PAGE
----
I'm designing a user interface where the user will be editing letter templates. I'm wondering what a folder corner (earmarked page) represents in UX design. Thanks!
Icons are subject to a broad range of interpretations by users.
From my understanding, the fold is a holdover metaphor for a physical piece of paper (i.e, creating a document, and the physical property of the document (a sheet of paper once you print it). Without that 'fold' in the current icon, you would have a simple rectangle.
You'll also see this in physical printers, where an extended fold (revealing the lines indicating content) instructs a user which side with the content should be inserted into the printer feed:
Ideally pair an icon with a text label if possible
From the research at Nielsen Norman: Icon Usability
There are a few icons that enjoy mostly universal recognition from users. The icons for home, print, and the magnifying glass for search are such instances. Outside of these examples, most icons continue to be ambiguous to users due to their association with different meanings across various interfaces.
The document icon with a corner fold is quite common, although many also have some lines mimicking some text. But without access to users and the larger context of your app, you might run into some misinterpretation. That is always a concern for icons that don't have a text label.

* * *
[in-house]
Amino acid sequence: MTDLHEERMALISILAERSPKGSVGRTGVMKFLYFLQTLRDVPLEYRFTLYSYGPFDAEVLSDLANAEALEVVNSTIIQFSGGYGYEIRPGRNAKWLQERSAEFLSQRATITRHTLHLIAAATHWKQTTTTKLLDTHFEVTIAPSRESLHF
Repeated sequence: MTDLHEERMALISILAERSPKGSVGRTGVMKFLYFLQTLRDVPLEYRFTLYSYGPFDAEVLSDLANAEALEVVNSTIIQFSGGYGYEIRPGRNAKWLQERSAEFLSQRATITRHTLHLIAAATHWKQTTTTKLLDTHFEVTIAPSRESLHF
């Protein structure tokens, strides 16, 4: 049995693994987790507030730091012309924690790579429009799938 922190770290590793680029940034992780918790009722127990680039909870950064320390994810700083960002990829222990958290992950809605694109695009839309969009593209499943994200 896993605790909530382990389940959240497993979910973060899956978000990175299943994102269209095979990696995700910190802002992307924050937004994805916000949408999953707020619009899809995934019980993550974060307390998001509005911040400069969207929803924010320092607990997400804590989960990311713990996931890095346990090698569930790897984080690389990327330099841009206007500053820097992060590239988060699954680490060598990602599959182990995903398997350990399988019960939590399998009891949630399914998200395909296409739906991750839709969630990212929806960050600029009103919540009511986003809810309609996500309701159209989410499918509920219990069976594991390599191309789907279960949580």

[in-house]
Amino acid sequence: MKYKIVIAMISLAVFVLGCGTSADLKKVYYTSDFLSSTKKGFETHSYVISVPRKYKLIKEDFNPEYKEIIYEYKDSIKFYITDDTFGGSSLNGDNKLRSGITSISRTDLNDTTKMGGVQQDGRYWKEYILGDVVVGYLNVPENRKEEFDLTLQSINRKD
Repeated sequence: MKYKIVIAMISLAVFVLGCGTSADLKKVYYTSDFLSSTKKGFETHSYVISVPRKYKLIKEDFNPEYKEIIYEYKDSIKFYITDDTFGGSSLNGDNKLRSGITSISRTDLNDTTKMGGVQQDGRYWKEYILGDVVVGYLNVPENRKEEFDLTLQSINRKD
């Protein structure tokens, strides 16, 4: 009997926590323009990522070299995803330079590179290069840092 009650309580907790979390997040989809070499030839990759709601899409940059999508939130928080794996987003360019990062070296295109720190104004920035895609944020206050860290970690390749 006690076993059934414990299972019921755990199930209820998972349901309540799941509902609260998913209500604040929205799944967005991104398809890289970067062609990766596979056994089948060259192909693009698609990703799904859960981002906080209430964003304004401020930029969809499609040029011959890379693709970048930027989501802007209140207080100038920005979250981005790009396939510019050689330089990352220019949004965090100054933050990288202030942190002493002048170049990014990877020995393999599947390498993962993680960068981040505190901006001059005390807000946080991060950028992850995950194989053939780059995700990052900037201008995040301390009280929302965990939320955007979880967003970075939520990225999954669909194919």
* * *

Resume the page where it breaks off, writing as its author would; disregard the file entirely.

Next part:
That's mostly speculation, but,
historically, when choosing an icon to represent a document, they wanted to go with a "blank piece of paper", which, essentially, is just a white rectangle, which is way too ambiguous. So they cheated, curving a corner of it to look more like a sheet of paper.
And now it's way too widely recognised to change it, so they keep using it to represent documents.
The dog ear paper icon represents the concept of "Document" either as a present object (file) or the action of creating a new one ("New document"). It is also used togheter with the pencil to signify "Edit" (as in "Edit document"). Today with higher resolutions it's not uncommon for this icon to show contents (such as the type of document, or logo of a software, for example).
His first attempt was the following:
You'll notice the dog ear is on the bottom left (but already identified as a "Document" icon). An odd choice since a dog ear in a book is typically upper right. In any case a later iteration of this produced the icon we know today:
You'll notice that in both examples the icon refers to the concept of "Document". An "Edit" icon typically overlaps a pencil over this one.
Note: check this for a visual tour through the history of icons.